I surveyed the choice of over 800 wines, including every Chateau offered-Bordeaux appellation (AOC) from France. Suggested to Stephane that he add my favorites, Justin and Laetitia, to the California selections, to which he agreed (and has done so this morning.) This fabulous shop is going to break me financially and health-wise if I'm not careful. And of course I'm not. The Monsieur Marcel Gourmet Market & Restaurant offers the crème de la crème of foods from everywhere in the world, and to those of us who are food-obsessed, it will be a destination to which we will head often and well. The restaurant is open for breakfast (starting at 9 a.m., too late, which may be corrected), lunch and dinner. It will not replace ny favorite French bistro, Le Petit Four on Sunset Plaza, in my affection... but there is room for more than one in my purview.
You want olive oil? We have hundreds from all over the world.
Since 1993, Katy and Stephane have been dedicated to bringing the finest imported and domestic artisanal products to local epicures. The venue on Canon with new partner Emile Malka, a retail entrepreneur, is the third of the Strouk's places, joining the original opened 13 years ago in the Farmer's Market and an authentic petit bistro five years ago on the Santa Monica 3rd Street Promenade. Theirs is a very romantic love story, which they happily recounted to me.
Stephane and his extensive collection of Bordeaux, some of the 800 wines on display.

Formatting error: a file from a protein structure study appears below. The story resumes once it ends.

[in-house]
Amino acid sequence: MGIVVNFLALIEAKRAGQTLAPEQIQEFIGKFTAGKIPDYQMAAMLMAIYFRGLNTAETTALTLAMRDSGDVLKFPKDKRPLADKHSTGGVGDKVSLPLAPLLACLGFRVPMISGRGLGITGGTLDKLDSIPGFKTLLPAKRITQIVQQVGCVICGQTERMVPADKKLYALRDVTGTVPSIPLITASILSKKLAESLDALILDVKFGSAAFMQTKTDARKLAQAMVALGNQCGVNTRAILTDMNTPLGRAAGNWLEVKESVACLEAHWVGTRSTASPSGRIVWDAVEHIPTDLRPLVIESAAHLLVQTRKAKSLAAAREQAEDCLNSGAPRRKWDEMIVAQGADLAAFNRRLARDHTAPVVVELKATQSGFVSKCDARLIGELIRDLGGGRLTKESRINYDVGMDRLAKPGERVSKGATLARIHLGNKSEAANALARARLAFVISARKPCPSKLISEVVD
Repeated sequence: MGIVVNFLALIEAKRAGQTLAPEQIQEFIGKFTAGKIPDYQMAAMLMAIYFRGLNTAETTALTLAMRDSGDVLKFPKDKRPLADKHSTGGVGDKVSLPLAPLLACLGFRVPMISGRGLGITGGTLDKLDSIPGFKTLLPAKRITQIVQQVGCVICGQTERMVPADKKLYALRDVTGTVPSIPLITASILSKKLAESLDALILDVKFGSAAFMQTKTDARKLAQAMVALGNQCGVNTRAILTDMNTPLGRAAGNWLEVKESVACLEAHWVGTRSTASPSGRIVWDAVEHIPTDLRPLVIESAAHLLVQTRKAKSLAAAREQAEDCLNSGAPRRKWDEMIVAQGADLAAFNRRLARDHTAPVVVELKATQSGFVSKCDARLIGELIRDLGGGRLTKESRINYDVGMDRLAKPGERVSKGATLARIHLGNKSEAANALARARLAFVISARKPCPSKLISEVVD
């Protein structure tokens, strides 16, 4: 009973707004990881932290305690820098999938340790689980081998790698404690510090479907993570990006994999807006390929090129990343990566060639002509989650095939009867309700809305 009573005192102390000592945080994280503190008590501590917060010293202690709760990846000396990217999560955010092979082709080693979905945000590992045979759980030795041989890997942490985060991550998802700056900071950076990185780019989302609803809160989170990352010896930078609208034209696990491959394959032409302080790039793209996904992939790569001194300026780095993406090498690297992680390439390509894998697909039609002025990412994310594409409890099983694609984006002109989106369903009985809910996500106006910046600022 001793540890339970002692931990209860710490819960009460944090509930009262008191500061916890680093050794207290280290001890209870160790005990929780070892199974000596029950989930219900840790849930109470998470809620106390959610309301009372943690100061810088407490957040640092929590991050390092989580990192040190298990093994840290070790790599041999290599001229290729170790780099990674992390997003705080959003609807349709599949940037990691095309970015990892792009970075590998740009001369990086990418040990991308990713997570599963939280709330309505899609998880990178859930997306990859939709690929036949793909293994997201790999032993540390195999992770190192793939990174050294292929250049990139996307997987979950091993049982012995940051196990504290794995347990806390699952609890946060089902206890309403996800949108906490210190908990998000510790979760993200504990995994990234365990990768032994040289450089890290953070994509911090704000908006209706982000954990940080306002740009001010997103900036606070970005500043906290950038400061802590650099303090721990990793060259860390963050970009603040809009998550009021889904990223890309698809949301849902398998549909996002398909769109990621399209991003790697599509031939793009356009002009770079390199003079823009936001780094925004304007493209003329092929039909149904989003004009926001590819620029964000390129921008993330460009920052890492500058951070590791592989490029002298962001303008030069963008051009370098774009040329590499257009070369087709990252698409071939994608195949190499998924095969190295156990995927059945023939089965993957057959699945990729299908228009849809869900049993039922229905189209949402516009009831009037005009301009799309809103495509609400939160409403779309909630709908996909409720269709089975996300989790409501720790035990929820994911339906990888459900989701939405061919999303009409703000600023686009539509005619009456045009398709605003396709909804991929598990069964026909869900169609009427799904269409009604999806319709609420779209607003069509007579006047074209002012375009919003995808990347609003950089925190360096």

"I was traveling through Europe with some friends and, at a bistro in Paris, this handsome young man -- who spoke no English while I had no French -- approached me and somehow we communicated and exchanged info," said Katy:
Imagine my surprise when, some months later, he showed up in L.A. with some guys.
They stayed at my folks place in Orange County and then I went to Paris to join him... and we married a year later. Now we have two young girls and, after 23 years, are happier than ever.
Katy travels through Europe seeking out unique products, while Stephane handles the wines and the operations.
Some of the many sauces on their shelves.
The full-service 136-seat restaurant is open from 9 a.m. to 11 p.m., and last night I sampled the extensive but comfortable menu. Lots of traditional French dishes... salads (nicoise, yes) , soups (a fine onion one), crepes and quiches. My favorite entrees: a succulent beef bourguignon ($19), roasted chicken ($17), and the most popular dish, striped bass ($21). There's a fondue savoyarde for two ($39) several melted cheeses and sides of apple, potato, bresola and cubed breads. Fabulous amuse bouche: think tuna tartare ($15), escargot ($14), Hamachi crudo ($16), Kobe steak tartare ($17) and a merguez croquette (my favorite, $13). Delicious 'crostini' sandwiches from $7 to $10, the latter an Iberico ham with manchego cheese and roasted pepper. The Norwegian smoked salmon ($7) is made with the famous Mon. Marcel home-made caviar cheese and their crusty bread. That bottarga/tuna roe I took home goes into a linguini pasta dish with clams and a white wine butter sauce ($18). The most expensive dish on the menu is the Sole Meuniere ($36), real Dover sole with beurre blanc, a very fair price. The grass-fed beef truffle burger ($18) comes with a choice of several cheeses. Mousse au chocolate and tarte tatin are desserts of choice. You can buy any bottle of wine retail there and, for a corkage of $20, have it with your meal.
Some of the fifty or more salts on display.
Monsieur Marcel is a wonderful addition to the Beverly Hills culinary scene, and I predict that people will be coming from all over the city to enjoy this authentic French dining and shopping experience. Paris in Beverly Hills is not a bad idea!
To subscribe to Jay Weston's Restaurant Newsletter ($70 for 12 monthly issues) email him at firstname.lastname@example.org.
Start your workday the right way with the news that matters most. Learn more